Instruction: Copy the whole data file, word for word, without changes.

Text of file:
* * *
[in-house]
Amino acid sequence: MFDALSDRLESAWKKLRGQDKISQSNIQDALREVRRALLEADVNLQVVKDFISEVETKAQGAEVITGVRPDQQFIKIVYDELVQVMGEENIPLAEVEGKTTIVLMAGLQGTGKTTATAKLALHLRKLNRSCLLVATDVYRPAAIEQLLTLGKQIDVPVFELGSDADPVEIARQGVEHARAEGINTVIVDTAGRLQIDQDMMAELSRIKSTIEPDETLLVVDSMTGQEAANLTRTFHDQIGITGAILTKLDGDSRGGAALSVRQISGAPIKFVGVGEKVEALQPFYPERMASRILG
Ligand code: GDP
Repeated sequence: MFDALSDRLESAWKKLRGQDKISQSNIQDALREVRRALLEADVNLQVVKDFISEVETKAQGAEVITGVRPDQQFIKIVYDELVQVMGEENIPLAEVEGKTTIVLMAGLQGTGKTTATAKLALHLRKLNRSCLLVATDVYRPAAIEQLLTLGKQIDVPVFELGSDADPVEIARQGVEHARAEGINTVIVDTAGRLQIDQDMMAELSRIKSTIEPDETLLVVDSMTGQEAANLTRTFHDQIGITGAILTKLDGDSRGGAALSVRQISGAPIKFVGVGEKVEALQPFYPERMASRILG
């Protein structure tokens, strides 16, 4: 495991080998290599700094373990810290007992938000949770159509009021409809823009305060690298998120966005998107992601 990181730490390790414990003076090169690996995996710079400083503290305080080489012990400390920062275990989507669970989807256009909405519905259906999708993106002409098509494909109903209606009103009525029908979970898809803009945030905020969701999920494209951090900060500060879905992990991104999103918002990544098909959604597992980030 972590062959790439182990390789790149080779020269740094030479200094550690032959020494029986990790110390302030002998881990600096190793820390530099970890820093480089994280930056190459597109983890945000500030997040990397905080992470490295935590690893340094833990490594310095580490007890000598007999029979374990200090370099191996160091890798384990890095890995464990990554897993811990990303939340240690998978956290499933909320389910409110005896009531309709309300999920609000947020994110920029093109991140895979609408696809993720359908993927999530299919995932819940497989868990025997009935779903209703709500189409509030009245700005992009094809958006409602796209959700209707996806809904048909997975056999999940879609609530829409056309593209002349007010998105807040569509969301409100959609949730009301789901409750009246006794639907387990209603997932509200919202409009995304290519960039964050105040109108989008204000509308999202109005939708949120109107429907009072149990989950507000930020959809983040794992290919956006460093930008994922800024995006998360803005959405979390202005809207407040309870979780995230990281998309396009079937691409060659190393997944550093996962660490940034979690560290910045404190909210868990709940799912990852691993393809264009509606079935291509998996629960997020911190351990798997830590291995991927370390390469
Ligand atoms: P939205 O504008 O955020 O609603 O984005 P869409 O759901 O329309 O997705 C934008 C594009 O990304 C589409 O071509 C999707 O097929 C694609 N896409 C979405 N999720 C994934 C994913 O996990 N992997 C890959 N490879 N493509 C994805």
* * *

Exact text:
[in-house]
Amino acid sequence: MFDALSDRLESAWKKLRGQDKISQSNIQDALREVRRALLEADVNLQVVKDFISEVETKAQGAEVITGVRPDQQFIKIVYDELVQVMGEENIPLAEVEGKTTIVLMAGLQGTGKTTATAKLALHLRKLNRSCLLVATDVYRPAAIEQLLTLGKQIDVPVFELGSDADPVEIARQGVEHARAEGINTVIVDTAGRLQIDQDMMAELSRIKSTIEPDETLLVVDSMTGQEAANLTRTFHDQIGITGAILTKLDGDSRGGAALSVRQISGAPIKFVGVGEKVEALQPFYPERMASRILG
Ligand code: GDP
Repeated sequence: MFDALSDRLESAWKKLRGQDKISQSNIQDALREVRRALLEADVNLQVVKDFISEVETKAQGAEVITGVRPDQQFIKIVYDELVQVMGEENIPLAEVEGKTTIVLMAGLQGTGKTTATAKLALHLRKLNRSCLLVATDVYRPAAIEQLLTLGKQIDVPVFELGSDADPVEIARQGVEHARAEGINTVIVDTAGRLQIDQDMMAELSRIKSTIEPDETLLVVDSMTGQEAANLTRTFHDQIGITGAILTKLDGDSRGGAALSVRQISGAPIKFVGVGEKVEALQPFYPERMASRILG
């Protein structure tokens, strides 16, 4: 495991080998290599700094373990810290007992938000949770159509009021409809823009305060690298998120966005998107992601 990181730490390790414990003076090169690996995996710079400083503290305080080489012990400390920062275990989507669970989807256009909405519905259906999708993106002409098509494909109903209606009103009525029908979970898809803009945030905020969701999920494209951090900060500060879905992990991104999103918002990544098909959604597992980030 972590062959790439182990390789790149080779020269740094030479200094550690032959020494029986990790110390302030002998881990600096190793820390530099970890820093480089994280930056190459597109983890945000500030997040990397905080992470490295935590690893340094833990490594310095580490007890000598007999029979374990200090370099191996160091890798384990890095890995464990990554897993811990990303939340240690998978956290499933909320389910409110005896009531309709309300999920609000947020994110920029093109991140895979609408696809993720359908993927999530299919995932819940497989868990025997009935779903209703709500189409509030009245700005992009094809958006409602796209959700209707996806809904048909997975056999999940879609609530829409056309593209002349007010998105807040569509969301409100959609949730009301789901409750009246006794639907387990209603997932509200919202409009995304290519960039964050105040109108989008204000509308999202109005939708949120109107429907009072149990989950507000930020959809983040794992290919956006460093930008994922800024995006998360803005959405979390202005809207407040309870979780995230990281998309396009079937691409060659190393997944550093996962660490940034979690560290910045404190909210868990709940799912990852691993393809264009509606079935291509998996629960997020911190351990798997830590291995991927370390390469
Ligand atoms: P939205 O504008 O955020 O609603 O984005 P869409 O759901 O329309 O997705 C934008 C594009 O990304 C589409 O071509 C999707 O097929 C694609 N896409 C979405 N999720 C994934 C994913 O996990 N992997 C890959 N490879 N493509 C994805």